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(Bloomberg) -- When you’re selling your offcuts for almost $20 million, you know something is going right.

Lucara Diamond Corp. just sold a 373.7-carat diamond for $17.5 million. For a company that has been unearthing some of the world’s biggest and most expensive stones in the past few years that may sound less impressive, until you realize it’s a broken shard from the second-biggest diamond ever found.

Lucara sold the stone as part of its $54.8 million special diamond sale that consisted of 15 large and high value diamonds, the company said in a statement Friday.

The diamond was a very large chip broken off the 1,109-carat diamond the company found in 2015. Named the Lesedi la Rona, or “our light” in the Tswana language spoken in Botswana where it was found, it was the biggest diamond found in more than 100 years. The diamond went unsold at a Sotheby’s auction last year when the highest bid of $61 million didn’t clear the reserve price, leaving Lucara to retain the stone.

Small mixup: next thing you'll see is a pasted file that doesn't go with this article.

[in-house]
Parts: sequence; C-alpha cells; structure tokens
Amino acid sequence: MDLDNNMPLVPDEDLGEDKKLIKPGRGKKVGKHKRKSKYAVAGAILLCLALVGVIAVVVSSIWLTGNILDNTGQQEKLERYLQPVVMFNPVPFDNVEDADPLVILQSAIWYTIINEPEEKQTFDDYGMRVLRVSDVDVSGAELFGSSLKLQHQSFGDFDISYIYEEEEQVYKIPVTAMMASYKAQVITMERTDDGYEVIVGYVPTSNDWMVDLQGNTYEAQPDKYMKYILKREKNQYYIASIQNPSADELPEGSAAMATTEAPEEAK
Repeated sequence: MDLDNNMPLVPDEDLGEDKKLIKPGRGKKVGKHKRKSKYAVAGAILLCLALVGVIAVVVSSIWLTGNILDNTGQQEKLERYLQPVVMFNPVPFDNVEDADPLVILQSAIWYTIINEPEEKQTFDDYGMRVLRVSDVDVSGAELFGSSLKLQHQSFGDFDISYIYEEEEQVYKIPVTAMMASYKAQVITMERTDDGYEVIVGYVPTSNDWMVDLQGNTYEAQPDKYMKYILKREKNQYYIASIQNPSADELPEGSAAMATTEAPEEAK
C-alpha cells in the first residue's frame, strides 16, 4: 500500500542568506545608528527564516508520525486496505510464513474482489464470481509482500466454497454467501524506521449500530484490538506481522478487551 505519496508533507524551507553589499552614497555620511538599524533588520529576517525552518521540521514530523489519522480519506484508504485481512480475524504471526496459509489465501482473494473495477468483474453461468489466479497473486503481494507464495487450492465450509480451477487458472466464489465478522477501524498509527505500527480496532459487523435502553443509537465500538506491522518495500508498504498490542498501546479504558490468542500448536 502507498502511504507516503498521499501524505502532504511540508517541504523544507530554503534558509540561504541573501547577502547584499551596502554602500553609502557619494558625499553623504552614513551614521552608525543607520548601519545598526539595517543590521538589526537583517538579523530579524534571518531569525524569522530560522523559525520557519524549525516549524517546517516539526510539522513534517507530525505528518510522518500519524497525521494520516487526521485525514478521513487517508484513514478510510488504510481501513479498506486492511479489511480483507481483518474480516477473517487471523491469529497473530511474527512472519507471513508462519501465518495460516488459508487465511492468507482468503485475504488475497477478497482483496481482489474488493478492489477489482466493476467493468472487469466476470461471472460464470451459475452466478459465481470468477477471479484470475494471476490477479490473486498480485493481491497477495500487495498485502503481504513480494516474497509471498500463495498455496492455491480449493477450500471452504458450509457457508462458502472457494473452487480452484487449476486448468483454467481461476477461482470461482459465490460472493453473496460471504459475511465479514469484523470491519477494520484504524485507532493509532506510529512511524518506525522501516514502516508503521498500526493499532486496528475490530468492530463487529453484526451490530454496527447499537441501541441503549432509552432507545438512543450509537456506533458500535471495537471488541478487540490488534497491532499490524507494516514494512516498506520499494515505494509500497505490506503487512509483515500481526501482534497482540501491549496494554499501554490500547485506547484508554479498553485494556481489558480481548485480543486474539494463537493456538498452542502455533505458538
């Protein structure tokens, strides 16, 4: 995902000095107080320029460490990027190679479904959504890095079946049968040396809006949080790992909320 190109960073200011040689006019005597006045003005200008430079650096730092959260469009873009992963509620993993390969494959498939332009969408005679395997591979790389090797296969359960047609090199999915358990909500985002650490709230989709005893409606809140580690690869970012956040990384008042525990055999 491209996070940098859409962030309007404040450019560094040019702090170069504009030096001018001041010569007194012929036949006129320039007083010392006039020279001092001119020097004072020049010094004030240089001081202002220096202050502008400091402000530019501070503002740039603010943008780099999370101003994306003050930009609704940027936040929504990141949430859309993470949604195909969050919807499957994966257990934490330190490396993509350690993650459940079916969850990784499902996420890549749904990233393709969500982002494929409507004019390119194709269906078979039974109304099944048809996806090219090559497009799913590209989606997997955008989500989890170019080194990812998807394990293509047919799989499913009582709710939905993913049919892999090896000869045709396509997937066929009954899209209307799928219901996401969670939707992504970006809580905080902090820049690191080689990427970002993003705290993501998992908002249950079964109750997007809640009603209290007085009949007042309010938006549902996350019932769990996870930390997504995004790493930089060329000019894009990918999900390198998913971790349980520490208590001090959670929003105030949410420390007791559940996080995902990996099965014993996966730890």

The massive diamonds were unearthed at Lucara’s Karowe mine in Botswana. The Vancouver-based company sold an 813-carat diamond for $63 million in last year, a record, to Dubai-based rough-diamond trading company Nemesis International DMCC.

That stone sold for about $77,500 a carat, while the 373.7-carat diamond sold for about $47,000 a carat.

The Lesedi la Rona, just smaller than a tennis ball, is second in size only to the Cullinan, a 3,106-carat gem found near Pretoria, South Africa in 1905. It was cut to form the Great Star of Africa and the Lesser Star of Africa, which are set in the Crown Jewels of Britain.

To contact the reporter on this story: Thomas Biesheuvel in London at tbiesheuvel@bloomberg.net.

To contact the editors responsible for this story: Lynn Thomasson at lthomasson@bloomberg.net, Jesse Riseborough

©2017 Bloomberg L.P.

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